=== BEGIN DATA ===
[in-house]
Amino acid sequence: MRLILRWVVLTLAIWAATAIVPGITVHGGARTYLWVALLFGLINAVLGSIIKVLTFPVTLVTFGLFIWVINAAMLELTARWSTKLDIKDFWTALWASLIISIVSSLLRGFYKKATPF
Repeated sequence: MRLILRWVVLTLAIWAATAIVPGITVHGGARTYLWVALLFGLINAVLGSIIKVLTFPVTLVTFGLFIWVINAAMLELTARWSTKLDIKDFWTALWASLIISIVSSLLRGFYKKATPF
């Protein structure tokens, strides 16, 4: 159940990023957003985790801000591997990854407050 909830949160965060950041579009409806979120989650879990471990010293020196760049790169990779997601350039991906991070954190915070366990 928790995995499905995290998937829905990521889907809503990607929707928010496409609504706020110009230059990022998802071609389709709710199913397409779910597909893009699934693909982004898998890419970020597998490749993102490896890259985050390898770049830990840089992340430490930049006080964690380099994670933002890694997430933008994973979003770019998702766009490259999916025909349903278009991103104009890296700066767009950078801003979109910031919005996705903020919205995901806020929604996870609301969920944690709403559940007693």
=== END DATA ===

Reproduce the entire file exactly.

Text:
[in-house]
Amino acid sequence: MRLILRWVVLTLAIWAATAIVPGITVHGGARTYLWVALLFGLINAVLGSIIKVLTFPVTLVTFGLFIWVINAAMLELTARWSTKLDIKDFWTALWASLIISIVSSLLRGFYKKATPF
Repeated sequence: MRLILRWVVLTLAIWAATAIVPGITVHGGARTYLWVALLFGLINAVLGSIIKVLTFPVTLVTFGLFIWVINAAMLELTARWSTKLDIKDFWTALWASLIISIVSSLLRGFYKKATPF
């Protein structure tokens, strides 16, 4: 159940990023957003985790801000591997990854407050 909830949160965060950041579009409806979120989650879990471990010293020196760049790169990779997601350039991906991070954190915070366990 928790995995499905995290998937829905990521889907809503990607929707928010496409609504706020110009230059990022998802071609389709709710199913397409779910597909893009699934693909982004898998890419970020597998490749993102490896890259985050390898770049830990840089992340430490930049006080964690380099994670933002890694997430933008994973979003770019998702766009490259999916025909349903278009991103104009890296700066767009950078801003979109910031919005996705903020919205995901806020929604996870609301969920944690709403559940007693």